Before we wake up to parades.
Before we stretch out on the couch to watch football.
Before we sit down to turkey.
We have a lot to be thankful for in our industry. Here is just one thing we’re focusing on this week: esports. It might have showed up as a disruptor in our economy and it might be controversial, but its benefits are strong and far-reaching. Here are just a few:
Traditional sports facilities get additional use: Who can forget the Fortnite World Finals, held at the USTA Billie Jean King National Tennis Center in New York? It was game, set, deathmatch for the players but an enormous economic win for NYC and the USTA.It was also one of the richest purses in esports history; the top prize winner took home $3 million. Second and third place were $1.8 million and $1.05 million, respectively. And every qualifier took home $50,000.
Esports spurs economic development: And not just in terms of cities buying into purpose-built facilities or hosting tournaments, either. Testronic, a UK-based video games testing firm, said it plans to open a facility in New Orleans and hire 150 people for tech jobs over the next five years. The move has been in the works for some time between the company and state and local development agencies, who hope to establish New Orleans as a video gaming technology hub as part of the broader "knowledge-based" economic development strategy. In fact, Dreamleague Gaming, which hosts live video gaming events, said in June it planned a New Orleans operation employing 25, joining InXile and High Voltage Software in the budding sub-sector.
It's also driving much-needed investment: With esports revenues and viewership mounting, industry insiders believe the market is poised for continued growth as investors increasingly jump in, revenue sources evolve and technology rapidly advances. That’s according to the second annual Esports Survey of more than 200 executives conducted by law firm Foley & Lardner LLP and The Esports Observer.
The sponsorship market is thriving – and not all sponsors are tech-based: The website, BleedingCool, notes, “In the latest round of “well, that’s an interesting partnership” news, Lexus has joined on as the major sponsor of The Esports Awards.”
Team owners in traditional sports are seeing benefits to their teams from esports investments: The Esports Observer reports that traditional sports team owners say they are seeing crossover benefits from investing in esports, applying lessons they learn from one realm to the other. Team owners from every major sport in the U.S. have entered competitive gaming in recent years, largely with franchised leagues owned by Activision Blizzard and Riot Games.
As an example, the article cites Zach Leonsis, Senior Vice President of Strategic Initiatives for Monumental Sports & Entertainment and General Manager of Monumental Sports Network, who invested in well-noted esports organization Team Liquid. And, Leonsis says, realizing success is a matter of understanding that the arc of esports is still just beginning.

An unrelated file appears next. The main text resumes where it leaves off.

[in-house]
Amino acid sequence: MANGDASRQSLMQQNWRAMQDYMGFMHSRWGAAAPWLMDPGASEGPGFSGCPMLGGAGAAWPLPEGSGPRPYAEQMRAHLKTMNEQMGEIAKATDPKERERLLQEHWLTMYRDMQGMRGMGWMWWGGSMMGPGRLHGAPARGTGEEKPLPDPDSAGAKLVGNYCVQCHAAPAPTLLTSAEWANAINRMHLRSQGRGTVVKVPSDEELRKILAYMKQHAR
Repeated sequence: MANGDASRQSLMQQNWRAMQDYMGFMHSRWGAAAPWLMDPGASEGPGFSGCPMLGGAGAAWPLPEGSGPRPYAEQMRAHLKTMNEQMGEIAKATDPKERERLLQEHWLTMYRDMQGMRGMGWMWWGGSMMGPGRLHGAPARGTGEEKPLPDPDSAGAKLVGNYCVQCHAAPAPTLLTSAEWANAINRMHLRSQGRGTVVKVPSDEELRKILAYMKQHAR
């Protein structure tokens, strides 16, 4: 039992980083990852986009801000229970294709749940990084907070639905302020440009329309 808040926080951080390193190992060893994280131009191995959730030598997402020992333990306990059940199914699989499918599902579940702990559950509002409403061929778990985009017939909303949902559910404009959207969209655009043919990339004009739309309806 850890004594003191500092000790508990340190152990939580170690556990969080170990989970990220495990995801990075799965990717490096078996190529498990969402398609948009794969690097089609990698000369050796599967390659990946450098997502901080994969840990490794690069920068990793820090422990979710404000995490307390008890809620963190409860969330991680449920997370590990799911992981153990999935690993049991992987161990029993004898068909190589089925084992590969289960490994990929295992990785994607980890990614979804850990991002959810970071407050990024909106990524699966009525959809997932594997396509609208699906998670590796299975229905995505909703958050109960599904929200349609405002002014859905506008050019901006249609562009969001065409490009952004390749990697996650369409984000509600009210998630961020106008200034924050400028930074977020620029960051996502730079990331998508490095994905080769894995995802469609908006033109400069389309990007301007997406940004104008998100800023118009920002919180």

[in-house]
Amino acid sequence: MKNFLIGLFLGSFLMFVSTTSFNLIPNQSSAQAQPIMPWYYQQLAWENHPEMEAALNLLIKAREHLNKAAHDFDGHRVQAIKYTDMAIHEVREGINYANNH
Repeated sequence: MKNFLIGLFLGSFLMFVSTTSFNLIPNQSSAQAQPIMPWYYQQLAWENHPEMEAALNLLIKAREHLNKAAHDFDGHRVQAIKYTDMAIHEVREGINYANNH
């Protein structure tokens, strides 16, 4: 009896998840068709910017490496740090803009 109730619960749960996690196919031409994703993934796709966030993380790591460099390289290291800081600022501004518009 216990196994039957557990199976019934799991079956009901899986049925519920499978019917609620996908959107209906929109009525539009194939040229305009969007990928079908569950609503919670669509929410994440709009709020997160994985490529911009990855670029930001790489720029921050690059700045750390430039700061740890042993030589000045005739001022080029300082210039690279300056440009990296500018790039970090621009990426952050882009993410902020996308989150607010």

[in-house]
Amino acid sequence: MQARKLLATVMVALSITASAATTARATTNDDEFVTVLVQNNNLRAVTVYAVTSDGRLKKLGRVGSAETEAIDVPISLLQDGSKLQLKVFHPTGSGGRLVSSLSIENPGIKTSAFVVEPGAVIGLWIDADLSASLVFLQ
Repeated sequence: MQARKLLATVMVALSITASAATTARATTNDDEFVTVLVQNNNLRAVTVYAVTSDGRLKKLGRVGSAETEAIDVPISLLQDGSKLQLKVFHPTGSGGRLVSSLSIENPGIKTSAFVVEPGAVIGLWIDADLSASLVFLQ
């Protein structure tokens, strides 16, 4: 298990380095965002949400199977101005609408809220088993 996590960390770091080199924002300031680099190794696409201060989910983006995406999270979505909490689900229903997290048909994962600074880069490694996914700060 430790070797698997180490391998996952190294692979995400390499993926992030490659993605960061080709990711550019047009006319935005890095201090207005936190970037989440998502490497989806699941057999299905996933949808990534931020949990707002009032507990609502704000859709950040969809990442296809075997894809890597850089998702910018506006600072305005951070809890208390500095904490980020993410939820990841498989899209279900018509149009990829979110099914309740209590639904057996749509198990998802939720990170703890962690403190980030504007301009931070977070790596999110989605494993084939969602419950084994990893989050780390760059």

“What people sometimes forget or fail to realize is traditional leagues like the NHL and NBA are close to 100 years old; these are incredibly established brands and organizations — and really we are in the top or bottom of the first inning for esports.”
Monumental’s traditional sports teams like the 2017 Stanley Cup winners, the Washington Capitals, have started leveraging the Twitch streaming platform more by setting up channels to showcase players who are avid gamers. Likewise, Monumental helped Team Liquid design and build a new training facility with the knowledge it has from traditional sports.
Its governance structure seems strong: Colin Webster has been elected president of the International eSports Federation, the global governing body.
We'll see it in the Olympics in Paris: While it won't be a medal event, esports is expected to be presented as an adjunct to the Olympics. (Cue the complaining from those who say it doesn't belong). Virtual events will be held alongside traditional sports competitions, giving visitors the chance to engage on multiple levels.
It’s creating partnerships that drive education as well as community investment: HV GamerCon 2019, hosted at the Albany Capital Center, leveraged partnerships from the Eastern College Athletic Conference, and Metro Atlantic Athletic Conference, and included an expo showcasing regional game development studios, Empire State Development’s Digital Game Hubs at Rensselaer Polytechnic Institute, college programs focusing on games and esports, local artists, independent developers and other esports lifestyle brands. The event, which brought in 2,200 spectators and tourists, was named one of SDM’s Champions of Economic Impact in Sports Tourism.
And oddly, it creates real-life friendships: Those who think esports can’t result in face-to-face contact need to meet – or perhaps understand the relationship between – PGA TOUR pro Harold Varner III and his college-age gamer pal Arturo, who became acquainted through “Call of Duty.” About a year after meeting in the game, the two came face to face at the Mayakoba Golf Classic earlier this month. Arturo also caddied for Varner in the pro-am – and got to hang with him all week – but their friendship went beyond golf, to when Varner and his friends supported Arturo after the death of his father. It’s a great story and just what we need to read in these divisive times. Which brings us to the final reason we’re grateful for esports…
No matter what’s going on onscreen, it isn’t political. Period.